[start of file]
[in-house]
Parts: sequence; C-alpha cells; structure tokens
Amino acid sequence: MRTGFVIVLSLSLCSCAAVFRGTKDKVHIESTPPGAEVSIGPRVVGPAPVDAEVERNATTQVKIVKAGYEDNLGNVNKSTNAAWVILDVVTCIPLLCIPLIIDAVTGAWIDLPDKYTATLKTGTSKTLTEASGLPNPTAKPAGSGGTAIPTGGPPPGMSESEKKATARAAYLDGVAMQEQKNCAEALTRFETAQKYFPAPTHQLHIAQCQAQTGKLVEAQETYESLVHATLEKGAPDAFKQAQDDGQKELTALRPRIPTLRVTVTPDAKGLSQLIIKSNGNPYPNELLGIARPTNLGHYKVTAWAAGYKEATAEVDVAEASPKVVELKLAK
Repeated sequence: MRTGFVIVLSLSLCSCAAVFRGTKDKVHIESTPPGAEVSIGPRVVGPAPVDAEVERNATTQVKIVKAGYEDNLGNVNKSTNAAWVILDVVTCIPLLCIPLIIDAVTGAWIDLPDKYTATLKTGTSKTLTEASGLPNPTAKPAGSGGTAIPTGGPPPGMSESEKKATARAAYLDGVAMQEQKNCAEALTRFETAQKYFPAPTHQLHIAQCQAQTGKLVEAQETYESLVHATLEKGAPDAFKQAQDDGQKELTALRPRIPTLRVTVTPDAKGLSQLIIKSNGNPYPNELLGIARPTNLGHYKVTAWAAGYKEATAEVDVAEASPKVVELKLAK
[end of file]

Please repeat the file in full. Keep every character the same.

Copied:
[in-house]
Parts: sequence; C-alpha cells; structure tokens
Amino acid sequence: MRTGFVIVLSLSLCSCAAVFRGTKDKVHIESTPPGAEVSIGPRVVGPAPVDAEVERNATTQVKIVKAGYEDNLGNVNKSTNAAWVILDVVTCIPLLCIPLIIDAVTGAWIDLPDKYTATLKTGTSKTLTEASGLPNPTAKPAGSGGTAIPTGGPPPGMSESEKKATARAAYLDGVAMQEQKNCAEALTRFETAQKYFPAPTHQLHIAQCQAQTGKLVEAQETYESLVHATLEKGAPDAFKQAQDDGQKELTALRPRIPTLRVTVTPDAKGLSQLIIKSNGNPYPNELLGIARPTNLGHYKVTAWAAGYKEATAEVDVAEASPKVVELKLAK
Repeated sequence: MRTGFVIVLSLSLCSCAAVFRGTKDKVHIESTPPGAEVSIGPRVVGPAPVDAEVERNATTQVKIVKAGYEDNLGNVNKSTNAAWVILDVVTCIPLLCIPLIIDAVTGAWIDLPDKYTATLKTGTSKTLTEASGLPNPTAKPAGSGGTAIPTGGPPPGMSESEKKATARAAYLDGVAMQEQKNCAEALTRFETAQKYFPAPTHQLHIAQCQAQTGKLVEAQETYESLVHATLEKGAPDAFKQAQDDGQKELTALRPRIPTLRVTVTPDAKGLSQLIIKSNGNPYPNELLGIARPTNLGHYKVTAWAAGYKEATAEVDVAEASPKVVELKLAK